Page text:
My campsite was part-way up a big long climb and it takes me two hours to travel the firsr 10km. Switch backs await further along my route: the first I've ever ridden. They look just like in the magazine photos of alpine places. I take it two switches at a time, stopping to catch my breath and enjoy the views.

    Kim chee can’t be your national dish if you don’t grow a lot of cabbage. And I mean a lot. There is cabbage growing everywhere and the smell of brassiacas ready for harvest is very strong.

    I'm rolling down a mountain at around 2.30pm when I spot a cute building with a sign "pension". ₩60,000 ($AU60) later I am relaxing on the balcony a small studio apartment looking at a mountain view.
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  • Day 11


    October 4, 2014 in South Korea ⋅ ☁️ 15 °C

    A gentle 5km descent takes me out of the mountains and onto the coast. There's a beautiful lake that shimmers in the morning sunlight.

    Yangyang is celebrating its annual mushroom festival. It's a huge event with prizes for best mushrooms in different classes. There is a massive military display and I dress up as a soldier for a photo.

    Leaving the festival I head to the beach. This is where the playful side of Korean culture comes out. Grandparents rent quad bikes to take children riding on the beach. Horse drawn carriages are lit up like Christmas trees and play K-pop loudly. And locals shoot off fireworks.

    There's a pretty seaside temple nearby. It's peaceful despite the crowds. Most people are taking selfies but a few faithful still manage to pray. This is Korea at it's most contradictory finest.
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  • Day 12

    Yangyang to Gangneung

    October 5, 2014 in South Korea ⋅ ⛅ 18 °C

    Two Korean couples invite me to their meal tent for breakfast. We eat rice, seaweed, kim chee and beef. The couples are from Seoul and camp twice a month.

    There's a cycle route that leads to Busan. Crossing a high bridge I watch fishermen. Large fish flap on the path and more are being reeled in from far below. Bringing the fish up is a two-man job with one turning the reel and the other pulling up the line by hand.

    In Hajodae I walk out to the skywalk. Down below waves are crashing over a walkway on the rocks. Voices squeal as Koreans taking selfies try to stay dry. Not all succeed.

    At the 38th Parallel the beach is packed with Koreans learning to surf. But what strikes me most are the barbed wire and lookout towers. A reminder that South Korea is still at war with its northern brother.
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  • Day 13


    October 6, 2014 in South Korea ⋅ ⛅ 18 °C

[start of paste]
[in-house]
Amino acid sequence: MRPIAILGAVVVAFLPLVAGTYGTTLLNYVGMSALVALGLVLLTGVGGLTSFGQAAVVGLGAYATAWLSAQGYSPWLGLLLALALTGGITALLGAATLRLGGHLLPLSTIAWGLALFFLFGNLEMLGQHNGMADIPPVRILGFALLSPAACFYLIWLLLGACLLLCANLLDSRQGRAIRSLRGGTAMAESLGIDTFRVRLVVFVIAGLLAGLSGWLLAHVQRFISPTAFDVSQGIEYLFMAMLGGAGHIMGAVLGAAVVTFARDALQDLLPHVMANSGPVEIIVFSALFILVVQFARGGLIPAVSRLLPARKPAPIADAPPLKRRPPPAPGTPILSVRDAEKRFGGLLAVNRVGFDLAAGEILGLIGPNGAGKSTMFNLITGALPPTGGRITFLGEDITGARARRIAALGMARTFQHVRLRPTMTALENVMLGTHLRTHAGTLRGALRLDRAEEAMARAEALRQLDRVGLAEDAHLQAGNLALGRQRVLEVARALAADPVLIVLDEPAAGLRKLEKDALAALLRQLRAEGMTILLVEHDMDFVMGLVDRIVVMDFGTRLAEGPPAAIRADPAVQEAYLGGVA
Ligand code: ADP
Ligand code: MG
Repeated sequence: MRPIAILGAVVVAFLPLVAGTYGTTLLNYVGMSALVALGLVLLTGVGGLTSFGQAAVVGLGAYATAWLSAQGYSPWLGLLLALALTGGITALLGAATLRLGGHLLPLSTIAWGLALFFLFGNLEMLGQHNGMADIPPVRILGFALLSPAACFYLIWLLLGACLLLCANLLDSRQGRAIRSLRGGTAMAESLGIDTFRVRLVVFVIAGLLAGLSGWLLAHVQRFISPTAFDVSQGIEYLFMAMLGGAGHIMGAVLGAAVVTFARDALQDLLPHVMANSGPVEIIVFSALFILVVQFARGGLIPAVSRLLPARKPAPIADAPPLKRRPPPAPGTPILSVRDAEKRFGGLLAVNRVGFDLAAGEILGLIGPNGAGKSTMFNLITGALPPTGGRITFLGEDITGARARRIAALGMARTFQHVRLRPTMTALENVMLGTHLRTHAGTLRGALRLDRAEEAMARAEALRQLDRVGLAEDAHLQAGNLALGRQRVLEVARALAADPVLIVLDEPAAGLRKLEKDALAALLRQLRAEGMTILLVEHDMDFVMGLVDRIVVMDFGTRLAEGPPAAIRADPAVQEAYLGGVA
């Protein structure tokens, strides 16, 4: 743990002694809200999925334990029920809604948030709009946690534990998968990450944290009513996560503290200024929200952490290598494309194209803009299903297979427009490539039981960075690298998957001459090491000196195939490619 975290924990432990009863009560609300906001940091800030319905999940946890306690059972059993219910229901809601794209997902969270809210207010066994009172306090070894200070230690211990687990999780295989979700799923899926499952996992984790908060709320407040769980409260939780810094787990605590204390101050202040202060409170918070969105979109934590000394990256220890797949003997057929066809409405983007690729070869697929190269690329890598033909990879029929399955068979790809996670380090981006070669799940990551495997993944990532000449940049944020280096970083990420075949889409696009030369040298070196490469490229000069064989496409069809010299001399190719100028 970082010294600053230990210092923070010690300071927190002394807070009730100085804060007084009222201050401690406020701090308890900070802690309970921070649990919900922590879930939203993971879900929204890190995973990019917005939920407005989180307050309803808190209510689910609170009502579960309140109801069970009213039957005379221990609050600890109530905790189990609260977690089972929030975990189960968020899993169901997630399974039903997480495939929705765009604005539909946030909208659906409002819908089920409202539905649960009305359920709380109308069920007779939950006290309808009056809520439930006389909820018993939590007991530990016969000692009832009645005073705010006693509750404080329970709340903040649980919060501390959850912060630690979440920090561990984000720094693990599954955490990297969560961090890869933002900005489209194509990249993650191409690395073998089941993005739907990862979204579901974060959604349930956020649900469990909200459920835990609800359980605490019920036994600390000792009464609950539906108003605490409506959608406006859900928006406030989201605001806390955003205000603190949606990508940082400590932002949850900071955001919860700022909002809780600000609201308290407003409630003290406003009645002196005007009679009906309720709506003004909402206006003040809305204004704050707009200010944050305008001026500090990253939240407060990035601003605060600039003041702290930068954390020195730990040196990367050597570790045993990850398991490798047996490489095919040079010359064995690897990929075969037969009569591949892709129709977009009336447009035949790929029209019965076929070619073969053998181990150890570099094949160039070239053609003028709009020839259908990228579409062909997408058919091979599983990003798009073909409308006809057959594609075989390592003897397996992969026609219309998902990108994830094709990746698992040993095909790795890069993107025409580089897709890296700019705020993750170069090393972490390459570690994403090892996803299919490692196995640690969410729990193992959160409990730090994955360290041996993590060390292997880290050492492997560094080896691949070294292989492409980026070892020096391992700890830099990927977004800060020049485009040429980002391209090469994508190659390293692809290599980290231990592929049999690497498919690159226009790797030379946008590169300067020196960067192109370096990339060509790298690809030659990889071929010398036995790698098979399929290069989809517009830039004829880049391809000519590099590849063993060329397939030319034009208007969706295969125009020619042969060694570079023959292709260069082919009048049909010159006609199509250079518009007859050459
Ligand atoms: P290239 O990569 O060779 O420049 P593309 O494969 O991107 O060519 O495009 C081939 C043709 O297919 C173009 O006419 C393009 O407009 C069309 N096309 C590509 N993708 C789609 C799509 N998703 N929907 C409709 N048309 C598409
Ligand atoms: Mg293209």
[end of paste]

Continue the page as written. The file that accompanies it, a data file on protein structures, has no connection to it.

I take great delight in two rest days in Gangneung. My body and mind are exhausted from the riding and impressions. For the first day I watch movies in my dorm. By the second I'm ready to explore the town. It's a creative place with lots of art from seaside sculptures to statues of children playing hide and seek in a park.Read more

  • Day 14

    Gangneung to Donghae

    October 7, 2014 in South Korea ⋅ ☀️ 20 °C

    I left the hostel in Gangneung with no real idea about how far I would get. I decided to just ride and enjoy the seaside towns that I passed. I took the cycleway to the sea where I watched the sun turn the water to gold. A random cyclist on a really cool MTB stopped to say hello and took a photo of us together. It made me smile and was a good start to the day.

    The rice harvest looks like it is backbreaking work. While it looks like machinery is used to cut the rice, women and men still bundle it up and carry it off the fields by hand. I am impressed by the farmers’ work ethic and strength.

    Once on the coast road I wound my way ever southwards. Navigation was a challenge because I didn’t really want to follow the highway but I also didn’t want to spend all day checking my location on Google maps or Naver. So at first I just followed the signs to the Unification Park where I got to explore a captured North Korean submarine and a massive South Korean warship. A group of young sailors were also touring the warship; one in particular was friendly and keen to practice his English. Nineteen out of the twenty-seven rooms on the ship were open to the public, making the ship a worthwhile stop on the road south.

    I stopped on the side of the road to watch as waves crashed all around. There were warning signs about the potential for waves to break over the road and I imagine at times it could get quite dangerous here if the seas were high.

    Every cove seemed to have it’s own fishing harbour. Small boats proudly flew Korean flags and the salty air was filled with the sight and smell of fresh fish being dried.

    It was mid-afternoon when I reached Donghae and saw the signs to the caves near the centre of the city. I didn’t expect much so was surprised when I was handed a helmet and instructed in it’s proper adjustment. It turns out that you actually do need a helmet in these caves. Unlike so many I’ve visited in the past, there are places where you actually have to get down and almost crawl under low ceilings and dodge your way past real stalamites (or are they stalagtites?).

    I didn’t make it much further after leaving the caves. I rode for about 10km but was still in the city itself so stopped next to a cycleway in a riverside park where I waited until after sunset to pitch my tent.

    Despite the heavy industry humming away across the river, the sunset was superb and I found myself able to relax.